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04 Jan 2019

Investment trends in the submarine cable industry: looking ahead to 2019

Data Centre Afrika

Next year is set to be a fascinating year for the subsea cable industry, particularly in the Global South. Currently, developing countries in this area suffer from a lack of legacy infrastructure, internet connectivity and problems with poor latency. Altogether, these hinder the creation of economic growth and new business; an issue that the northern hemisphere, conversely, does not face.

Despite the significant challenges that come with connecting the developing world, many opportunities exist for countries within Africa and Asia to embrace submarine cable networks and begin to establish themselves as digital leaders.

As 2019 approaches, we can expect developing countries to take a more central role, becoming digital hubs within the southern hemisphere. So, what are the upcoming trends in the submarine cables industry which would make this a reality?


Investment from the cloud

In the coming year, successful business models will need to adapt to the growth in global submarine cable networks to ensure that increased connectivity is being used to its full potential. Two prevalent trends in the current market are an immense growth in consumer content, primarily enabled by mobile viewing and the rapid rise of cloud computing in enterprise.

Submarine cable companies are poised to capitalise on this opportunity by investing vertically into data centres, colocation provision and cloud services. They are best placed to offer affordable rates and can provide some of the best connectivity options, as they control the cables which IP travels through. Considering the growing importance of securing their services, many cloud providers have been investing vertically. For instance, IT giant, Microsoft has recently been making inroads into South America and South Africa, Facebook is increasing its investments in providing internet services and Alibaba has invested in the Reliance Communications project. With some of the biggest tech names investing in this, other giants will undoubtedly continue this trend into the new year and beyond.


Data Analytics and the Internet of Things

We like to describe data as being akin to “digital oil”, a comparison we think is apt as data analytics continues to grow in importance. Where and how data flows across the world will be the pertinent question of the next decade. The current regulatory climate concerning data capture and analytics is steadily becoming less and less amiable towards the concept of moving data abroad. On a regional basis, the EU and China have taken proactive measures to retain data within their borders. China has also forced Apple to bring the China-based iCloud accounts to its new Chinese data centre. This seems to be the trend for larger countries in general, which are hesitant to allow data to be shared worldwide, at least not in such a laissez-faire manner. For countries with a more relaxed perspective, large amounts of data will be transferred to regions where companies feel most comfortable processing that data – and which have the capabilities to handle the data.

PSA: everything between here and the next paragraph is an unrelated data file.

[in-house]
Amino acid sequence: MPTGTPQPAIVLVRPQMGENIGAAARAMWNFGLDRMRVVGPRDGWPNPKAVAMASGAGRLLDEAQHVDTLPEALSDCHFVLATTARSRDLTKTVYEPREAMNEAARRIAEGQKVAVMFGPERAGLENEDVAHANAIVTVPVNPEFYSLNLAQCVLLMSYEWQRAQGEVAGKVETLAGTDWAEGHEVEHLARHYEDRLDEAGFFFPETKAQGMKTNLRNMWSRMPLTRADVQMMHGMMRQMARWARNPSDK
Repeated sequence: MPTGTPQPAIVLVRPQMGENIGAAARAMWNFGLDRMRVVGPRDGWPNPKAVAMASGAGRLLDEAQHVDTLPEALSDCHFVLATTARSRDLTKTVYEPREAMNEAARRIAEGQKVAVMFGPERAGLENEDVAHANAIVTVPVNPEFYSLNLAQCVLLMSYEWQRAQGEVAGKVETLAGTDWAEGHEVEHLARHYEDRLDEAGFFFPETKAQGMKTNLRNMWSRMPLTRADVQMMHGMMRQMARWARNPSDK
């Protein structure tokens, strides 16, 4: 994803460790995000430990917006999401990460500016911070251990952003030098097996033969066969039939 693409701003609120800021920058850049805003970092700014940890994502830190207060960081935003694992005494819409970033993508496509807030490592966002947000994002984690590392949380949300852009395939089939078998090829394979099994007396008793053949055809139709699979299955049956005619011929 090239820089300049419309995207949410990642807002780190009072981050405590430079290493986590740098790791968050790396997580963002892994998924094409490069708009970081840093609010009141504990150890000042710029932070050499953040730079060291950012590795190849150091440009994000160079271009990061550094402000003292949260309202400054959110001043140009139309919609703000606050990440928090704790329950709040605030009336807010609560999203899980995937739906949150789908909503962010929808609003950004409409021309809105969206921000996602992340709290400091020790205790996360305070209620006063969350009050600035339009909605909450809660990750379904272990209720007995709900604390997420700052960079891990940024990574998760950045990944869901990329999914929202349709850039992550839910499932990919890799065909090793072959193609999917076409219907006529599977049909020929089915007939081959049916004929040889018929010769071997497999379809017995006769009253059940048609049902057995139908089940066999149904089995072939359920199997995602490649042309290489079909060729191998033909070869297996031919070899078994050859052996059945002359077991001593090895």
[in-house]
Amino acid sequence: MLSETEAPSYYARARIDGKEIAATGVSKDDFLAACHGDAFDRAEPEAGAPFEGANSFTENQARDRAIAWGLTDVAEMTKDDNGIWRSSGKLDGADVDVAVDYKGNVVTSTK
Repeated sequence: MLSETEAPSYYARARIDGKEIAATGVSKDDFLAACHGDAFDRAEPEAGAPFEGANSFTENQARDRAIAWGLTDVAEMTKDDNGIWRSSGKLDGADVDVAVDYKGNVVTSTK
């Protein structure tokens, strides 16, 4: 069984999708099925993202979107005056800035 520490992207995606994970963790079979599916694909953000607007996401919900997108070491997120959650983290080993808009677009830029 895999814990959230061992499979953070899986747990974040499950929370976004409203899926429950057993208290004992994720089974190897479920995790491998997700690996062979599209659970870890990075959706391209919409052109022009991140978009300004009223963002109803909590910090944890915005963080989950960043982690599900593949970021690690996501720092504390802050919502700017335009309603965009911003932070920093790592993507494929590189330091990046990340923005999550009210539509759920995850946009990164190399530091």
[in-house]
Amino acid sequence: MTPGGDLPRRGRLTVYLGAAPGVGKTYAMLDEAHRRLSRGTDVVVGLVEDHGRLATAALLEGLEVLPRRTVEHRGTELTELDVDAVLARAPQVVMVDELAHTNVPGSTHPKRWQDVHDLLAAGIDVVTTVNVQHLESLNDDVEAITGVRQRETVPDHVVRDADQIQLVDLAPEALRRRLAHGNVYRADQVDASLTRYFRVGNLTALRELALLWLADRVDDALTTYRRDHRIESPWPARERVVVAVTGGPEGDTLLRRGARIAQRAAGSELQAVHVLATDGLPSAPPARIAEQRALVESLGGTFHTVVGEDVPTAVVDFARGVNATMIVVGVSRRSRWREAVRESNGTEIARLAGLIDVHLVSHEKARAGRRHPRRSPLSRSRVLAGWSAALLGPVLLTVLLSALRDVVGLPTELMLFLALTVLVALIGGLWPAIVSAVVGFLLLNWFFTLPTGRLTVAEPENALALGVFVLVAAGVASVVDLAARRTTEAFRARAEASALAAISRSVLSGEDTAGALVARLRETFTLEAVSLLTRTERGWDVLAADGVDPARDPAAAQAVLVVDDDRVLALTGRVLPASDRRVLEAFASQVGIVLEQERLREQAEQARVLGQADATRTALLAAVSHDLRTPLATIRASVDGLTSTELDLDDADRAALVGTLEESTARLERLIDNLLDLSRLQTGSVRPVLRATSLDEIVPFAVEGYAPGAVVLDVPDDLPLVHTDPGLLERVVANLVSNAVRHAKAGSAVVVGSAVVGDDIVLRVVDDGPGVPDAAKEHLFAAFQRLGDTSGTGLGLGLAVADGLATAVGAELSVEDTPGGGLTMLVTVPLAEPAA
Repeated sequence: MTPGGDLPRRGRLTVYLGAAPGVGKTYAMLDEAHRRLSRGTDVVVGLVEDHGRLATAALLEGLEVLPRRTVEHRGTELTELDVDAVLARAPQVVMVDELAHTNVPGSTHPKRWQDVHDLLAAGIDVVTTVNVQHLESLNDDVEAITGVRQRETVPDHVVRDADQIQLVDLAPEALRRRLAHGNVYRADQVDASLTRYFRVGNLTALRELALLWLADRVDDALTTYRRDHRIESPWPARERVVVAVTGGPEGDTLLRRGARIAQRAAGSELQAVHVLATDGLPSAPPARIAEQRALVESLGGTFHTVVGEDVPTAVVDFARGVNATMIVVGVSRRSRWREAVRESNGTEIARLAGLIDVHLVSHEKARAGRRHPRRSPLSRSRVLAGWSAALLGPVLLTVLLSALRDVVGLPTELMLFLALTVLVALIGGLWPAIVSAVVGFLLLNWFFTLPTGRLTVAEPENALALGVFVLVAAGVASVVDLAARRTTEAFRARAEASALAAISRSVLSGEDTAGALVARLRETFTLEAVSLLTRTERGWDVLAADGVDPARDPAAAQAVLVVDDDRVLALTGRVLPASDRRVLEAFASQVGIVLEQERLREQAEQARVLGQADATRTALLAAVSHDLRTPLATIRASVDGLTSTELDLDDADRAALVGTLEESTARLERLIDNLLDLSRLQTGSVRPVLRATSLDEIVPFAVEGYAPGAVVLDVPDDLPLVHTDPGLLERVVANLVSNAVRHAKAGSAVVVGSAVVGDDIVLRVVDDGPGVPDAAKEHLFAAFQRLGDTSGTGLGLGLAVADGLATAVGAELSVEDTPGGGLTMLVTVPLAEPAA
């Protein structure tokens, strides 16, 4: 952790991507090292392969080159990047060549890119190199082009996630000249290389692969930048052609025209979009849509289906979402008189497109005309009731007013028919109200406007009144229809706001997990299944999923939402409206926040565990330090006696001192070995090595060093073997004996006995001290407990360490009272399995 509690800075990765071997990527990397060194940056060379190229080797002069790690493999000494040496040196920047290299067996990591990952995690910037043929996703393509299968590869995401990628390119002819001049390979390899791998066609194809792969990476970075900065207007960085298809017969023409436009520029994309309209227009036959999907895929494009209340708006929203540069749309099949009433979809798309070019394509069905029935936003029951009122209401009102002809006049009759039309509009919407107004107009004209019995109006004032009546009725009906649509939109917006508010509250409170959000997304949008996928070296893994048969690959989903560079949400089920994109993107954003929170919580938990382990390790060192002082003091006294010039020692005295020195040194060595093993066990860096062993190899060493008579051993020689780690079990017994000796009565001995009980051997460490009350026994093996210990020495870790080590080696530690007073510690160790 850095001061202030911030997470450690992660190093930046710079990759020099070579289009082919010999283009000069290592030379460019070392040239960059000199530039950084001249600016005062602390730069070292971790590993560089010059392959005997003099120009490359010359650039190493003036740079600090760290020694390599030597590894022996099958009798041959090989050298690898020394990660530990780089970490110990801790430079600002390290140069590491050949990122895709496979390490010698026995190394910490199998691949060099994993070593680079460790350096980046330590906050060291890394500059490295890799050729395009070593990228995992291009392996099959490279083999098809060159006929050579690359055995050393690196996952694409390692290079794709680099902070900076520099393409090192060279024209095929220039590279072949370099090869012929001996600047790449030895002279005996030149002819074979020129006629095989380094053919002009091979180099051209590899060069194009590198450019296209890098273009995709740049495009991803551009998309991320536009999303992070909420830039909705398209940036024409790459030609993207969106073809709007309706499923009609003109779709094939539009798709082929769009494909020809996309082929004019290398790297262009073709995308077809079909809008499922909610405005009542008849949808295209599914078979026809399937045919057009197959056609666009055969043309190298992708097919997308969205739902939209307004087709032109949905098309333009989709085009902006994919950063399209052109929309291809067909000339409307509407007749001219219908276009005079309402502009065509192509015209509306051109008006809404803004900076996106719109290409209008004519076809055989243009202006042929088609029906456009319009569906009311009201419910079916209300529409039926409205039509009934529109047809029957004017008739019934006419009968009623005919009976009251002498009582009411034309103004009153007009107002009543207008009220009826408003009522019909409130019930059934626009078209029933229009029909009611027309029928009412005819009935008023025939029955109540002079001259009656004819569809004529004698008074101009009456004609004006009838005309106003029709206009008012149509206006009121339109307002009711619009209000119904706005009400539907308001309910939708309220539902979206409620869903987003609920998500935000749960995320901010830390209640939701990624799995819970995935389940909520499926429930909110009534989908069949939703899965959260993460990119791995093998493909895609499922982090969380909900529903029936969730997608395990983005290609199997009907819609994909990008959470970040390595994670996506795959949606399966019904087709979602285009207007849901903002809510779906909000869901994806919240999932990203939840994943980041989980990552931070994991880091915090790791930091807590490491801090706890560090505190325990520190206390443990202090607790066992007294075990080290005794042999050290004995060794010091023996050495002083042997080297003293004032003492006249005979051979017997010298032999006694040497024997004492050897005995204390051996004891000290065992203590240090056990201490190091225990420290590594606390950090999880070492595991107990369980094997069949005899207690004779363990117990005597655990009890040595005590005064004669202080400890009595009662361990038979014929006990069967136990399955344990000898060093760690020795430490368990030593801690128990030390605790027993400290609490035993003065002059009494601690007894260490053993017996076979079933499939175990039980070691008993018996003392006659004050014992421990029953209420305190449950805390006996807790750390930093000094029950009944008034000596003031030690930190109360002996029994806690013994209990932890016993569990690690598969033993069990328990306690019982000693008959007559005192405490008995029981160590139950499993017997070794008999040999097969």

It goes without saying that the as technologies such as 5G, VR/AR and IoT become more prominent, and as video quality continuously improves, the demand for data, supported by submarine cables, will only continue on its upwards trajectory. Once live, 5G connectivity will expand to new regions, and from there it is only natural that an explosion in data production and consumption will occur, as more and more devices become able to communicate with each other. These new technologies and new sources of data will inevitably lead to an increase in demand to construct new networks that have the requisite speed and greater capacity to grow. To respond to this market, the cable industry needs to ensure it is always innovating so that submarine cables can match the increased consumer demand for bandwidth. With this in mind, and looking to the future, the cable market can be expected to increasingly factor in developing countries as more and more of them achieve greater digital capabilities and start to match the data demand seen within developed economies.


Digital progression in the global south

In terms of digital progression, 2018 was a terrific year for the global south and we expect to see those positive aspects continue into next year. Throughout 2018, many successful attempts to modernise the global south occurred. In September, Angola Cables opened the South Atlantic Cable System, the first subsea cable directly connecting South America and Africa. Additionally, in November this year Huawei started surveying work on a new subsea cable route linking Pakistan and Kenya (dubbed the PEACE cable).

Naturally, it’s likely that construction in the global south will attract investment from both the private and public sectors in these previously ‘forgotten’ areas. Countries from within the developing world will also view this as a superb investment, with many emerging nations pressing for increased participation in the market and looking to their neighbouring countries which are already excelling here. Emerging nations should see submarine cables as the first step towards achieving digital autonomy and efficiency, with the mindset that improving digital services would empower both businesses and consumers.

For the most part, the future looks very bright for submarine cables. With tech giants already leading the way by investing in cable systems from unexpected locations, there is a real opportunity for counties within the developing world to invest in their own modernisation and become new digital hubs within the southern hemisphere.

Source: https://data-economy.com/investment-trends-in-the-submarine-cable-industry-looking-ahead-to-2019/


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